In addition, article L.722.1 of the French Intellectual Property Code provides in its sub-section b) that any violation of an IGPIA constitutes counterfeiting. It is therefore prohibited to “produce, offer, sell, place on the market, import, export, tranship, use or hold for these purposes goods whose presentation infringes or is likely to infringe a Geographical Indication. »
To give an example in the world of perfumery, there is Absolue de Grasse whose process of transforming flowers into “absolute essence” obtained the INPI certification last November. Since then, any seller of Absolue Pays de Grasse, or of a product identified as such, whose production, harvesting and processing stages were carried out outside the geographical area of the Alpes-Maritimes, Var and Alpes-de-Haute-Provence French departments can be prosecuted on the basis of counterfeiting.
A coexistence with other quality signs…
Geographical Indications include in the broadest sense not only French Geographical Indications for Industrial and Handicraft Products (IGPIA), Protected Designations of Origin (PDO), but also Controlled Designations of Origin (AOC), Protected Geographical Indications (PGI) and Geographical Indications for liquor (GI). PDOs, PGIs and GIs for liquor are all also regulated at EU level. These regulations have replaced national regulations, the CJEU having affirmed in the decision Budějovický Budvar (CJEU, 8 September 2009 (C 478/07, ECLI EU:C:2009:521) that the purpose of the European regulation was not “to establish, alongside national rules which may continue to exist, an additional system of protection for qualified geographical indications,…, but to provide a uniform and exhaustive system of protection for such indications”. At French national level, only the Geographical Indications of Industrial or Artisanal Products (IGPIA) remain, as these signs are not subject to European regulations.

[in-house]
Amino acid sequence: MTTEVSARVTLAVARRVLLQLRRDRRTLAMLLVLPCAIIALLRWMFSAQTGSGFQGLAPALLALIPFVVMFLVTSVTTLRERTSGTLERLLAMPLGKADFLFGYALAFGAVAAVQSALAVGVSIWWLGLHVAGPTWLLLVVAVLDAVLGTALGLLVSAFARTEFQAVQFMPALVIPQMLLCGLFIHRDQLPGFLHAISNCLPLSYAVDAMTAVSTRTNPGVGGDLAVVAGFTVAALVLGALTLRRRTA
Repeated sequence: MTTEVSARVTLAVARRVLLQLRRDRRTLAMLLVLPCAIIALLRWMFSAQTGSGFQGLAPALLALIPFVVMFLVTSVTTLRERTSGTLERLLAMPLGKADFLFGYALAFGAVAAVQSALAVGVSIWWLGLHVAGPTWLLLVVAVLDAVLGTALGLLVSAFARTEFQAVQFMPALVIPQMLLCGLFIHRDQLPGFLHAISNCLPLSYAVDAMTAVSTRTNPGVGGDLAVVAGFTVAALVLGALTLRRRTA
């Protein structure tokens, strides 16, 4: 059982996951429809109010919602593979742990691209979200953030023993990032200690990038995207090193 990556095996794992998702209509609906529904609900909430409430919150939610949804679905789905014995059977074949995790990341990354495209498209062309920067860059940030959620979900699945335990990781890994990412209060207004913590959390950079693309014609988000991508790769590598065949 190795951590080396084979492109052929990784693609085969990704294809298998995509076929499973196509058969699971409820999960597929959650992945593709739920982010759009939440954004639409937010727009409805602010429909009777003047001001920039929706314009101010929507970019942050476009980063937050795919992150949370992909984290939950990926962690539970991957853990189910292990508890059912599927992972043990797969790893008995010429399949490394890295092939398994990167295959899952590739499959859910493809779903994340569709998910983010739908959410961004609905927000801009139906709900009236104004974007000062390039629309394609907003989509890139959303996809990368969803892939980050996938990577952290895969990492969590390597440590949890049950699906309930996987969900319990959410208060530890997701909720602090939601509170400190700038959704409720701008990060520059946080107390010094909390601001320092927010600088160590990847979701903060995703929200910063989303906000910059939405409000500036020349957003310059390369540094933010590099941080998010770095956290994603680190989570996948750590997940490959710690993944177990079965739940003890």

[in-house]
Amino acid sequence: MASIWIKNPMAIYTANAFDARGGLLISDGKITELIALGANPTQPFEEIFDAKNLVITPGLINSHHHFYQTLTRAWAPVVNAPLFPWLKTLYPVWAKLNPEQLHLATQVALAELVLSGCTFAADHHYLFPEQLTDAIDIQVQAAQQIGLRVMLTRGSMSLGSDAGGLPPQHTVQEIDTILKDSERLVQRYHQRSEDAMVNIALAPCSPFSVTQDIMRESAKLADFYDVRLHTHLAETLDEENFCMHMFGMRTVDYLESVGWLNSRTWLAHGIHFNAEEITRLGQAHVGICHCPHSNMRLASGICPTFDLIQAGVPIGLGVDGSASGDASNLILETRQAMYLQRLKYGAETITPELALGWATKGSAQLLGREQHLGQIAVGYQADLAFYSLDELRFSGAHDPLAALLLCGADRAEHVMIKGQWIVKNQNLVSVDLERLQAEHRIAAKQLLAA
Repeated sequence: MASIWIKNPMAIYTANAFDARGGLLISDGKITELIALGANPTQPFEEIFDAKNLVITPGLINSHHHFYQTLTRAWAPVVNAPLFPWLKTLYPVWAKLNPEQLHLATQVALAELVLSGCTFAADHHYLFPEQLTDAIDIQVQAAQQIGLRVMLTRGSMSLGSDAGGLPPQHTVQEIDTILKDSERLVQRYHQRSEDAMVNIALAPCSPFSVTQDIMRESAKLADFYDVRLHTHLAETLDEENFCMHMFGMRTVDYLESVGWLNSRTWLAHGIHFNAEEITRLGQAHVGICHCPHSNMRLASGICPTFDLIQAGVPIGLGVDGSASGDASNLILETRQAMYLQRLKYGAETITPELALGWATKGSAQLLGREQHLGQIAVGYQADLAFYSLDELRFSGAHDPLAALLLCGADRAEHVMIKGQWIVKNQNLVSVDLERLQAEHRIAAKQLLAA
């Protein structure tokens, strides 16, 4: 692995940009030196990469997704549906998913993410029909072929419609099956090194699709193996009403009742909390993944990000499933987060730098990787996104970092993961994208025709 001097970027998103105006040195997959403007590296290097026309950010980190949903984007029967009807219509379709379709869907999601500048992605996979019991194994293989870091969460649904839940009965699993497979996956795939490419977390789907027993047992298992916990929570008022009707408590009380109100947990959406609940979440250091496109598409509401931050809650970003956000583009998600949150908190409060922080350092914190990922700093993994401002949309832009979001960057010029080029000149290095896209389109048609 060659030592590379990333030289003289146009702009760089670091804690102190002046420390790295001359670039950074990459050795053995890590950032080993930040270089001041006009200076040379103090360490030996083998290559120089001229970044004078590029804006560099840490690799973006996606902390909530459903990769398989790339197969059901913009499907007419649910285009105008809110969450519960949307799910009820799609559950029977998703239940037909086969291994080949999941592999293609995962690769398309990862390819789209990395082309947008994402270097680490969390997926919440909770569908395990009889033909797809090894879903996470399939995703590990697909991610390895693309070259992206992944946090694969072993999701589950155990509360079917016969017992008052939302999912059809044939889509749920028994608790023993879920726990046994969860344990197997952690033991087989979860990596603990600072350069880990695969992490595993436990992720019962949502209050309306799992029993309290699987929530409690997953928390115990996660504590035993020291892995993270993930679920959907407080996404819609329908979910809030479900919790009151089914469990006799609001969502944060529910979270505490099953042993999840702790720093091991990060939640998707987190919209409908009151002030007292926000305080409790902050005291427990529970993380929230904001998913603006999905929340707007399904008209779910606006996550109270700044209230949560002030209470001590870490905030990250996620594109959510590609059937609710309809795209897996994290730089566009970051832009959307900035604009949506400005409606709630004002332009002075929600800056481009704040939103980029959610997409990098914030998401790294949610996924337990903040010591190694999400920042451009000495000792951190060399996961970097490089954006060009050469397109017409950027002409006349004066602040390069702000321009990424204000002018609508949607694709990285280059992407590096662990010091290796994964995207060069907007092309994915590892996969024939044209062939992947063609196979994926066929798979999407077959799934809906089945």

Coexistence with trade marks…
Order n° 2019-1169 of 13 November 2019, which transposed the 2015 Directive, incorporated into French law absolute and relative grounds for refusal or cancellation of trade marks infringing geographical indications for manufactured products and, more broadly, official signs of quality and origin.
IGPIAs therefore now constitute, together with the new Article L. 711-2 (9°) of the French Intellectual Property Code, an absolute ground for the cancellation or refusal of a trade mark. The INPI will have the possibility to refuse a trade mark registration if it infringes a Geographical Indication taken in its broadest sense. The INPI could previously only refuse the registration of a trade mark if it was “of such a nature as to deceive the public as to the nature, quality or geographical origin of the product or service.”
As far as relative grounds are concerned, the Geographical Indications for Industrial and Artisanal Products (IGPIA) have been added to the list of prior rights which may allow the cancellation of a registered trade mark or the refusal of an application for registration. This provision, which can be found at 5° of article L.711-3 of the Intellectual Property Code, had already been introduced into the Intellectual Property Code in 2014 by the so called Loi-Hamon law (in former article L.711.4).
Since the entry into force of the Order, IGPIAs have been now included in the list of prior rights that can be invoked in the new opposition procedure (article L.712-4 of the Intellectual Property Code).
The protection of Geographical Indications for manufactured products stops for the moment at the borders of France, but it may in the future extend to the borders of Europe, as the European Commission is currently studying the extension of the protection of Geographical Indications to non-food products.